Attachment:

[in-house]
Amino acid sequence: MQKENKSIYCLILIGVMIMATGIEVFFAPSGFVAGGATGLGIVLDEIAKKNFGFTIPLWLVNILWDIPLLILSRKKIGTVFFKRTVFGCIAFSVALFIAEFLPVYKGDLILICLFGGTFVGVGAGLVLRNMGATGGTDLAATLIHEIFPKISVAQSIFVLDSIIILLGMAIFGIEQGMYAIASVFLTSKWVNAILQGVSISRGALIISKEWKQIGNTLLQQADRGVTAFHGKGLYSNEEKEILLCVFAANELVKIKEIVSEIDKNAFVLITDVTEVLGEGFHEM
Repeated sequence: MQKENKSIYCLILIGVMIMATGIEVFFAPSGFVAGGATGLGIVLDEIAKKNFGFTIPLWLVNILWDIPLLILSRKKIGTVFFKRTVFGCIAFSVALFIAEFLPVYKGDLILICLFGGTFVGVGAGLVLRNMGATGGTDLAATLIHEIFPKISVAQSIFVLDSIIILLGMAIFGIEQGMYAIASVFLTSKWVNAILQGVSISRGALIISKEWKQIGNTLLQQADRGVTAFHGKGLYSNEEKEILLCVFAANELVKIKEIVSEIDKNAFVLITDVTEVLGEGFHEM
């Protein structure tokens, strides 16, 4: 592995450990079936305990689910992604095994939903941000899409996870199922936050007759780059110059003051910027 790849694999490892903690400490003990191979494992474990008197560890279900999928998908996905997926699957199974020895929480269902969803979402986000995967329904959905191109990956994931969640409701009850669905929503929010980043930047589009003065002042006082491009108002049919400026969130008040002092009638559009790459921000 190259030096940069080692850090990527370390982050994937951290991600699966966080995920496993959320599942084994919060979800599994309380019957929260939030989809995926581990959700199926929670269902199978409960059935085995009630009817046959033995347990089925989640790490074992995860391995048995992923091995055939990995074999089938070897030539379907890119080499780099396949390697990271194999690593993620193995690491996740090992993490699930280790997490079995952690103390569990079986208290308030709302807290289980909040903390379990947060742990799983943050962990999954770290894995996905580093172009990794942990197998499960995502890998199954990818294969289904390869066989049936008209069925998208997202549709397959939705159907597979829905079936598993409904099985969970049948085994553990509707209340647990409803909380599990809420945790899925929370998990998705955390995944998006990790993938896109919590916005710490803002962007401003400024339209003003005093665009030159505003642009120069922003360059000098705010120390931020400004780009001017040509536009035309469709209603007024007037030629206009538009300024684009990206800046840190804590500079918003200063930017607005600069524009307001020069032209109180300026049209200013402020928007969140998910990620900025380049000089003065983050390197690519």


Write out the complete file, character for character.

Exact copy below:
[in-house]
Amino acid sequence: MQKENKSIYCLILIGVMIMATGIEVFFAPSGFVAGGATGLGIVLDEIAKKNFGFTIPLWLVNILWDIPLLILSRKKIGTVFFKRTVFGCIAFSVALFIAEFLPVYKGDLILICLFGGTFVGVGAGLVLRNMGATGGTDLAATLIHEIFPKISVAQSIFVLDSIIILLGMAIFGIEQGMYAIASVFLTSKWVNAILQGVSISRGALIISKEWKQIGNTLLQQADRGVTAFHGKGLYSNEEKEILLCVFAANELVKIKEIVSEIDKNAFVLITDVTEVLGEGFHEM
Repeated sequence: MQKENKSIYCLILIGVMIMATGIEVFFAPSGFVAGGATGLGIVLDEIAKKNFGFTIPLWLVNILWDIPLLILSRKKIGTVFFKRTVFGCIAFSVALFIAEFLPVYKGDLILICLFGGTFVGVGAGLVLRNMGATGGTDLAATLIHEIFPKISVAQSIFVLDSIIILLGMAIFGIEQGMYAIASVFLTSKWVNAILQGVSISRGALIISKEWKQIGNTLLQQADRGVTAFHGKGLYSNEEKEILLCVFAANELVKIKEIVSEIDKNAFVLITDVTEVLGEGFHEM
């Protein structure tokens, strides 16, 4: 592995450990079936305990689910992604095994939903941000899409996870199922936050007759780059110059003051910027 790849694999490892903690400490003990191979494992474990008197560890279900999928998908996905997926699957199974020895929480269902969803979402986000995967329904959905191109990956994931969640409701009850669905929503929010980043930047589009003065002042006082491009108002049919400026969130008040002092009638559009790459921000 190259030096940069080692850090990527370390982050994937951290991600699966966080995920496993959320599942084994919060979800599994309380019957929260939030989809995926581990959700199926929670269902199978409960059935085995009630009817046959033995347990089925989640790490074992995860391995048995992923091995055939990995074999089938070897030539379907890119080499780099396949390697990271194999690593993620193995690491996740090992993490699930280790997490079995952690103390569990079986208290308030709302807290289980909040903390379990947060742990799983943050962990999954770290894995996905580093172009990794942990197998499960995502890998199954990818294969289904390869066989049936008209069925998208997202549709397959939705159907597979829905079936598993409904099985969970049948085994553990509707209340647990409803909380599990809420945790899925929370998990998705955390995944998006990790993938896109919590916005710490803002962007401003400024339209003003005093665009030159505003642009120069922003360059000098705010120390931020400004780009001017040509536009035309469709209603007024007037030629206009538009300024684009990206800046840190804590500079918003200063930017607005600069524009307001020069032209109180300026049209200013402020928007969140998910990620900025380049000089003065983050390197690519």